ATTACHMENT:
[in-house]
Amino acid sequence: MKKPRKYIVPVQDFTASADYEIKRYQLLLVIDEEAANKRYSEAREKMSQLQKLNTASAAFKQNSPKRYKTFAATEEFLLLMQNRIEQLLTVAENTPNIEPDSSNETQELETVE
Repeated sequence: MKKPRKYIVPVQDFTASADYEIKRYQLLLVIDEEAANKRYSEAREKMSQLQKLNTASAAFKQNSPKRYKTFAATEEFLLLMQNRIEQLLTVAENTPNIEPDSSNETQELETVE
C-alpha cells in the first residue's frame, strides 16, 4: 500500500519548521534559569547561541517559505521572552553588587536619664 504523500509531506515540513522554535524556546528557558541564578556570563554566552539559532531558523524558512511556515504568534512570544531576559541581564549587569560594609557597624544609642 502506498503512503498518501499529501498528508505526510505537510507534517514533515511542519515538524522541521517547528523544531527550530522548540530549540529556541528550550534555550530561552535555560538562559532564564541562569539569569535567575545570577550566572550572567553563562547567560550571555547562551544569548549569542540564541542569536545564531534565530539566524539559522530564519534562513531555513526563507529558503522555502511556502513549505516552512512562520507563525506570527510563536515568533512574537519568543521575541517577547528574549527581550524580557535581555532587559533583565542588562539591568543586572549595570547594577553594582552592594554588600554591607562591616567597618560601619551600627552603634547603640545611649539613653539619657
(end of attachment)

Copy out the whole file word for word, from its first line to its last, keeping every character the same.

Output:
[in-house]
Amino acid sequence: MKKPRKYIVPVQDFTASADYEIKRYQLLLVIDEEAANKRYSEAREKMSQLQKLNTASAAFKQNSPKRYKTFAATEEFLLLMQNRIEQLLTVAENTPNIEPDSSNETQELETVE
Repeated sequence: MKKPRKYIVPVQDFTASADYEIKRYQLLLVIDEEAANKRYSEAREKMSQLQKLNTASAAFKQNSPKRYKTFAATEEFLLLMQNRIEQLLTVAENTPNIEPDSSNETQELETVE
C-alpha cells in the first residue's frame, strides 16, 4: 500500500519548521534559569547561541517559505521572552553588587536619664 504523500509531506515540513522554535524556546528557558541564578556570563554566552539559532531558523524558512511556515504568534512570544531576559541581564549587569560594609557597624544609642 502506498503512503498518501499529501498528508505526510505537510507534517514533515511542519515538524522541521517547528523544531527550530522548540530549540529556541528550550534555550530561552535555560538562559532564564541562569539569569535567575545570577550566572550572567553563562547567560550571555547562551544569548549569542540564541542569536545564531534565530539566524539559522530564519534562513531555513526563507529558503522555502511556502513549505516552512512562520507563525506570527510563536515568533512574537519568543521575541517577547528574549527581550524580557535581555532587559533583565542588562539591568543586572549595570547594577553594582552592594554588600554591607562591616567597618560601619551600627552603634547603640545611649539613653539619657